M D Lachlan describes the collision between Viking and Christian religions, and for Ian McDonald it is important how mythology underpins the characters. Indians know their mythology much more than Westerners. Zelazny has used a quasi-Hindu mythology in his sf and celtic myths in the Amber series.

There are also modern myths, like James Bond and Buck Rogers, and films can use myths in a dangerous way as exemplified by the persecution of non-Scots in Scotland after the release of Braveheart.

Vampire panel: Karoliina Leikomaa (moderator), Elizabeth Bear, Kristina Hård, Anna Höglund, Anna-Liisa Auramo, Stig W. Jørgensen

The panel The Changing Image of the Vampire concluded that it is the monster with a thousand faces, that is different in different eras. They have symbolized how it is to let go of someone who has died, which collides with the modern sexually oriented interpretation. They are by-products of the society but are not a part of it.

The vampire myth is based on a Christian taboo against drinking blood, which is stated in the Bible. Interestingly eternal life is connected to drinking blood in Christianity.

Another taboo is that against sexuality which dominates the myth in Victorian times. This taboo is motivated by the risks connected to pregnancy. Today sexuality is not evil any longer, and this change can be seen by comparing Dracula with True Blood.

Bram Stoker’s Dracula is actually a modern novel that can be read as urban fantasy. Other good vampire stories are those by Anne Rice. It is important that you can identify with the vampire, who is an outsider.

Att skriva fantastik för barn och unga (Writing sf and fantasy for children and young adults)

Mattias Lönnebo, Niklas Krog, Pia Cronholm, Sara Bergmark Elfgren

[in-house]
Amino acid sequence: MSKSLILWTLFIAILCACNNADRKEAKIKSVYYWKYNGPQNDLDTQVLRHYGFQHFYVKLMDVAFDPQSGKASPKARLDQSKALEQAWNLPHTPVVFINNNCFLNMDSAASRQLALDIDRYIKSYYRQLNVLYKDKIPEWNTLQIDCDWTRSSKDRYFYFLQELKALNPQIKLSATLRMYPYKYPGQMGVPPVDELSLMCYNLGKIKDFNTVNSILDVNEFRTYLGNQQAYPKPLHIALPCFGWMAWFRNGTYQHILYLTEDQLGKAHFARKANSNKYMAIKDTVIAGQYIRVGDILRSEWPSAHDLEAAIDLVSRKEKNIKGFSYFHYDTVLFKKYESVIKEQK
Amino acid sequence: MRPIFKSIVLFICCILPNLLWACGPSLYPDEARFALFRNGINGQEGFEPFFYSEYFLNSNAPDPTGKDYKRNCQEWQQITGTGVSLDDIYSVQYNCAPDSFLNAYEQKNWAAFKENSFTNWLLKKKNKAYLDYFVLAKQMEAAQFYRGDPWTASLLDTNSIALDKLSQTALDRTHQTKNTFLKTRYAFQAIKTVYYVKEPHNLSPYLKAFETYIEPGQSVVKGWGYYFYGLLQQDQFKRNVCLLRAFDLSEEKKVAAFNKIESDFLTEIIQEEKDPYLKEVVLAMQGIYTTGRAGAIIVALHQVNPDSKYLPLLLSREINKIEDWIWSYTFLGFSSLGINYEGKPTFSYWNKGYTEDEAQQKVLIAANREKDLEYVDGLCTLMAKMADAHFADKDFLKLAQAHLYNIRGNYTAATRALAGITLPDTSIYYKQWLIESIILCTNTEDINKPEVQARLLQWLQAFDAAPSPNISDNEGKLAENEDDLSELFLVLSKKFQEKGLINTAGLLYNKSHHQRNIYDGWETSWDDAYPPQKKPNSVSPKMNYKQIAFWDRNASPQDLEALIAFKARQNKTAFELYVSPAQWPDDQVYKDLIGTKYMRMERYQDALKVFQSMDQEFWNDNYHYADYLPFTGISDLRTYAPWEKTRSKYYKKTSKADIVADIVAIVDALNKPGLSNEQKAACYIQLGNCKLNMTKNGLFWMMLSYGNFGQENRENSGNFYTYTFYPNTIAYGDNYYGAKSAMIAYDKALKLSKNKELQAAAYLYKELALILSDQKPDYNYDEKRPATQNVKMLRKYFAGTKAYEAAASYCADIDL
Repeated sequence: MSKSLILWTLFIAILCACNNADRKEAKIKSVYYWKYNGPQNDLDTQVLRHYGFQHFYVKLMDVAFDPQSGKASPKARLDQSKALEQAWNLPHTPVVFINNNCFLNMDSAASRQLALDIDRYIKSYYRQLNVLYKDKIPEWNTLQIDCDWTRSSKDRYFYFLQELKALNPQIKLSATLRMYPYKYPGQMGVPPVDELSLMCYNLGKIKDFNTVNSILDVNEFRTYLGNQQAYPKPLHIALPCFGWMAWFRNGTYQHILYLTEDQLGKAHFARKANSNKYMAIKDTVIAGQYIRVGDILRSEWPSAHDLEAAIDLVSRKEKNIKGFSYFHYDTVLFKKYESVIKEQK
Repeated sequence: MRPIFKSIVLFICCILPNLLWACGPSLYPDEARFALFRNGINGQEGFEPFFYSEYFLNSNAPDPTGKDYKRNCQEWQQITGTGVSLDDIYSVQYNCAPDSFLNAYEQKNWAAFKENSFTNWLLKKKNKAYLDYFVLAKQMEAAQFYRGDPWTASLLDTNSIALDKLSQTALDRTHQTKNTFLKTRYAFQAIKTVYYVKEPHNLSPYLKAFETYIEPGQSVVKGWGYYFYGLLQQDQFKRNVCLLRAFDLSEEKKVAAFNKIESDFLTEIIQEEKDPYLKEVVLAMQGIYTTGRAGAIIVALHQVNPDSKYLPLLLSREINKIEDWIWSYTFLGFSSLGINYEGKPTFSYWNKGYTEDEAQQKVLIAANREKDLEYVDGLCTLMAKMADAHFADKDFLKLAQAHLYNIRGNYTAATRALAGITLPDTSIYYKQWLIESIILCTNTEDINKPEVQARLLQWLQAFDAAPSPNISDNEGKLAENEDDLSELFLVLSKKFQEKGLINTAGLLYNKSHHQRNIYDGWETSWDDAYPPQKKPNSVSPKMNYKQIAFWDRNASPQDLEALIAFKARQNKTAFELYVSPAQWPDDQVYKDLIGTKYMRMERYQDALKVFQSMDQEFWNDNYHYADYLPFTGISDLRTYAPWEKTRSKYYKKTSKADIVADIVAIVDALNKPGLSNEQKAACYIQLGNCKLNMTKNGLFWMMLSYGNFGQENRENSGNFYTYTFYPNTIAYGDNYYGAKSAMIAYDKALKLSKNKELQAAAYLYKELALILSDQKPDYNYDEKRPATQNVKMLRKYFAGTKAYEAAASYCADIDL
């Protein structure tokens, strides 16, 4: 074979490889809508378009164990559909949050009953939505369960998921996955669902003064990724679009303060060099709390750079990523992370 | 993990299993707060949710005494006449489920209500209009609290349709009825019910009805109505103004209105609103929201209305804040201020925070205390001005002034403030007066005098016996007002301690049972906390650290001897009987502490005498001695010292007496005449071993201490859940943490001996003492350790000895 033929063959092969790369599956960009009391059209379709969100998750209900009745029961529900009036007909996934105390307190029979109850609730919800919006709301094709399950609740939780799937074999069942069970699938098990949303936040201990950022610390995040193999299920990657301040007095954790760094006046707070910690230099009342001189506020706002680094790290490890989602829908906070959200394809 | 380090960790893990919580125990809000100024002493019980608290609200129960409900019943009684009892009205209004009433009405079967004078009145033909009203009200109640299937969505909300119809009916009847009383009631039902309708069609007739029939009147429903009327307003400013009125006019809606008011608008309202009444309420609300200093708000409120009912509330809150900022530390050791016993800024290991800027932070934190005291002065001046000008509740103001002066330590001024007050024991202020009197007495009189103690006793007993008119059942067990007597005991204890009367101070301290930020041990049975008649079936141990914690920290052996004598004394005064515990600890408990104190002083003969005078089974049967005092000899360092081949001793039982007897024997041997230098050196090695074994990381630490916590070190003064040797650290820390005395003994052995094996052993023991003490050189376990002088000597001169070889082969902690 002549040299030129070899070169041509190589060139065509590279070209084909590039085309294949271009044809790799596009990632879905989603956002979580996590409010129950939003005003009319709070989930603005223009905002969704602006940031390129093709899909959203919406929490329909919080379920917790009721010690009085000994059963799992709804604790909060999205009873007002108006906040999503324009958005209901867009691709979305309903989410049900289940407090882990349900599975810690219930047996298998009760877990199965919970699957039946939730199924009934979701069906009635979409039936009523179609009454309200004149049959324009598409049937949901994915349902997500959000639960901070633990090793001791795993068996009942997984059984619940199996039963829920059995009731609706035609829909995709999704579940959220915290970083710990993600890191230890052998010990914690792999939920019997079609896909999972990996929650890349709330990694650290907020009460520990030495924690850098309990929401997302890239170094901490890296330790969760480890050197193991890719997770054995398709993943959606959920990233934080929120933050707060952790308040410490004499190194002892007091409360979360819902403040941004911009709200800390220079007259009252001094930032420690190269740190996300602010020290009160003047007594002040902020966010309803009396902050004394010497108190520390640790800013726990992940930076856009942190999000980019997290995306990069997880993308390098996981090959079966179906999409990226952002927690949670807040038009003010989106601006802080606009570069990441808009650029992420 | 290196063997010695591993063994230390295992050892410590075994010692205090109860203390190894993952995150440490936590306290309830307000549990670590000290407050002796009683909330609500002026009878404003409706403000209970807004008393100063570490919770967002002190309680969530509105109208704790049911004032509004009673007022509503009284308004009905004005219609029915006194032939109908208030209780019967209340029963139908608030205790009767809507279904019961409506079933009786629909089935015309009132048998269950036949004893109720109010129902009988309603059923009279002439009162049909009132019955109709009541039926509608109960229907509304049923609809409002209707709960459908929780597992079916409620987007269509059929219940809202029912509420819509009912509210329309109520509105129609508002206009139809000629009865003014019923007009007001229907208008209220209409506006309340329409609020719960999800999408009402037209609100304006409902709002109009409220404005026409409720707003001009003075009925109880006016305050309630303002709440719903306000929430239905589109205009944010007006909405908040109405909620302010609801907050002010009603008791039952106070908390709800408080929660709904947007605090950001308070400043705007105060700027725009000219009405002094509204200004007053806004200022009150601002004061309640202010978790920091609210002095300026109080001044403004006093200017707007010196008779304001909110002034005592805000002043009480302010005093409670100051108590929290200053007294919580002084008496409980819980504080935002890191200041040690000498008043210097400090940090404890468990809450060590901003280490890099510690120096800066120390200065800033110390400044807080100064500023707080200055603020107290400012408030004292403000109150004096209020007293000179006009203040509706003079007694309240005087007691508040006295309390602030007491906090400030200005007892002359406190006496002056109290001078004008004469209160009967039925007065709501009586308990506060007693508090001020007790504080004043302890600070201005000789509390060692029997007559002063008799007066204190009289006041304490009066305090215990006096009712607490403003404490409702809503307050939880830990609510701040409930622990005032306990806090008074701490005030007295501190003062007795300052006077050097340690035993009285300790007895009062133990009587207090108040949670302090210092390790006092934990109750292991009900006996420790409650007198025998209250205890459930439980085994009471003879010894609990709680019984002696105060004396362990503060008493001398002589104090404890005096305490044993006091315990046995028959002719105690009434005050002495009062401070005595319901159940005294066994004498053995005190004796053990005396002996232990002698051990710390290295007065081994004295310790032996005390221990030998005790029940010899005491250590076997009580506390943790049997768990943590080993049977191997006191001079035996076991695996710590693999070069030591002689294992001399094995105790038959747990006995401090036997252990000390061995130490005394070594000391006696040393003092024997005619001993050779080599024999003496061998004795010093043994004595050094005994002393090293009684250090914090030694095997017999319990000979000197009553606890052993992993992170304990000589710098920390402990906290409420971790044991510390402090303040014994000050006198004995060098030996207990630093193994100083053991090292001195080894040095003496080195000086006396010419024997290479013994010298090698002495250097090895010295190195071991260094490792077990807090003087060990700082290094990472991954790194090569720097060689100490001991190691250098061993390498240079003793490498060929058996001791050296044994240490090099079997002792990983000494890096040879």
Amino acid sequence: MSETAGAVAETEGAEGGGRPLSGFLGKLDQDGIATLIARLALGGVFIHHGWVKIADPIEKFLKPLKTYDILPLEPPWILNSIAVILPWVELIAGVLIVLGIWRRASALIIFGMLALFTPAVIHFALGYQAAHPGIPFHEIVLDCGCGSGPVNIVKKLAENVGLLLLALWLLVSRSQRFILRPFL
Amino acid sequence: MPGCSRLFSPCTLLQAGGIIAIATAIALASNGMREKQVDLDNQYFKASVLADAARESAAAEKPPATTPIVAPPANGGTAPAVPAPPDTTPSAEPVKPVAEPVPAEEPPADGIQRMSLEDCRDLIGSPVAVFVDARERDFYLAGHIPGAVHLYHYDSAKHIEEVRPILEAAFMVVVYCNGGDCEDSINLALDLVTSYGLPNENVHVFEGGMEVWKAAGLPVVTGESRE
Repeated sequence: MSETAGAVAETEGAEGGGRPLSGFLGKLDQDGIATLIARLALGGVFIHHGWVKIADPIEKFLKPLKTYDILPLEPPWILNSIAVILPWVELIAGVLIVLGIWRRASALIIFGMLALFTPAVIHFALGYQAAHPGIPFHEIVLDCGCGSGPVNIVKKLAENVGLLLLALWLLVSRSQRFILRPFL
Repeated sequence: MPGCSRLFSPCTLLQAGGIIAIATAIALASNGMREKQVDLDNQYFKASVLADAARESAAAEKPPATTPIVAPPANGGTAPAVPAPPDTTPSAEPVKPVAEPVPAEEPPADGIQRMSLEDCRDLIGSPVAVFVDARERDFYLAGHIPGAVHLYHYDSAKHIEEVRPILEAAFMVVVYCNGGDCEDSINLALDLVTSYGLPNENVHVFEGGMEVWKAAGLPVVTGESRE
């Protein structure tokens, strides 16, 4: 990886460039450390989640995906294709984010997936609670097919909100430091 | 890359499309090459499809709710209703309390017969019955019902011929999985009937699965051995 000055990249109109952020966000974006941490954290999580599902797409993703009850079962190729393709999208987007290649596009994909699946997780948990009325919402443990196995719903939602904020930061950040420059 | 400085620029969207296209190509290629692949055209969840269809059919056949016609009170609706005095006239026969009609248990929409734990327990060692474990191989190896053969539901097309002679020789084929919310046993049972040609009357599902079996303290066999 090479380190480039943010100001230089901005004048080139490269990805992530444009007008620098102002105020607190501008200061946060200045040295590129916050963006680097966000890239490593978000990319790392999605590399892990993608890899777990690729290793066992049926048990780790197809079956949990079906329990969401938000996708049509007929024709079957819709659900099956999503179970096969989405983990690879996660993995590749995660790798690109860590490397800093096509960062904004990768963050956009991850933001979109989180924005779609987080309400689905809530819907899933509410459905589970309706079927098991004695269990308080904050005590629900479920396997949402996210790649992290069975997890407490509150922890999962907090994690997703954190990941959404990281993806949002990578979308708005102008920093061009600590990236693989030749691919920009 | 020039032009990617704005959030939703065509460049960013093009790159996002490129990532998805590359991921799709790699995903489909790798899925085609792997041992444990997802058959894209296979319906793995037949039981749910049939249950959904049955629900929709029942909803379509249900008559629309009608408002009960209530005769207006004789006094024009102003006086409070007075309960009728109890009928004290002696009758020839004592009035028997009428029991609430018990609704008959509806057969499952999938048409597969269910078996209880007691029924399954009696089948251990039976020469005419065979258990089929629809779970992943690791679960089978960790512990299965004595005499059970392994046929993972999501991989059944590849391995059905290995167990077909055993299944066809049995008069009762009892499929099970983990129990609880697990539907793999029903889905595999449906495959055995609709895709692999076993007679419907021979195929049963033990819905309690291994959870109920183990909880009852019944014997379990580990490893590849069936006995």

Detta referat bygger helt på Margaretas anteckningar, eftersom jag inte kunde vara där och lyssna.

Panelens moderator bibliotekarien Pia Cronholm inledde med att fråga om det finns särskilda villkor för att skriva för barn och unga, och om man ser sin publik på idéstadiet eller om det växer fram under skrivandet.

Mattias Lönnebo censurerar sig nog litet och använder enklare ord; försöker skriva roligt. Också läsa lätt-böcker läses av barn. Lotta Olivecrona försöker tänka på vad hon gillade i den åldern. Hon skriver utifrån egna erfarenheter och vill visa att hon tar ungas problem på allvar även om hon har distans till dem.

Förlagen har tydliga målgrupper, 10-12-åringar, 15+ osv. Pia frågar om boken verkligen måste vara kort, Harry Potter klämdes ju av nybörjare. Kan det vara så att man misstror barnen? Har förlagen krav? Bonnier Carlsen anger 10000 ord, 124 sidor och bild på vartannat uppslag. För 15+ ska böckerna vara på 500-600 sidor. Astrid Lindgren har inget tillrättalagt språk men det har ju fungerat ändå.

Illustrationerna kan behövas för att måla upp världen. Det kan också vara avskräckande med knökfull text. Det går inte att bara skriva miljö utan det behövs bilder eller spännande händelser som ger miljön på köpet. Egentligen är det bättre att barnen använder sin egen fantasi.

Bokens början är viktig, särskilt för barn. Det kan vara bra att börja med något läskigt för att sätta tonen. Det kan också vara bra med en smygande stegrad spänning. Andra knep är flash forward och dröm. Beskrivningen ska vara tillräcklig för att läsaren ska kunna skapa egna bilder men helst inte mer.

Måste det vara en trilogi? Är det Sagan om ringen som lagt mönstret? Man vill inte överge en värld man byggt upp. Karaktärerna kan utvecklas. Det är synd att skrota allt efter en bok!

Den engelska fantasylitteraturen har blivit mörkare ̶ gäller det också svenska böcker, är de dystopier? Traditionellt ska en saga ha ett lyckligt slut, hur är det i Sverige? Nej, lyckliga slut var ett 1800-talsfenomen. Sagorna var tillrättalagda då. Många av dagens författare har läst vuxenböcker i genren och de är ofta hemska. Sorgliga slut sitter kvar längre, de blir ett sätt att sätta intryck. Det är en utmaning att skapa hopp i eländet.

Det finns också genrehybrider där man blandar realism och fantasi. Det övernaturliga kan vara en bra klangbotten i den grå vardagen. Man blandar också sf och fantasy, vilket ibland kallas science fantasy.

Som författare tycker man att man har ansvar för läsarna. Man måste ta hand om karaktärernas känslor. Barn är väldigt känsliga för ironi och oväntade slut. Det måste gå att gissa eller förstå. Varning för “and it was all a dream”!


Swecon i Stockholm 15-17 juni

Worldcon 75, Helsingfors 2017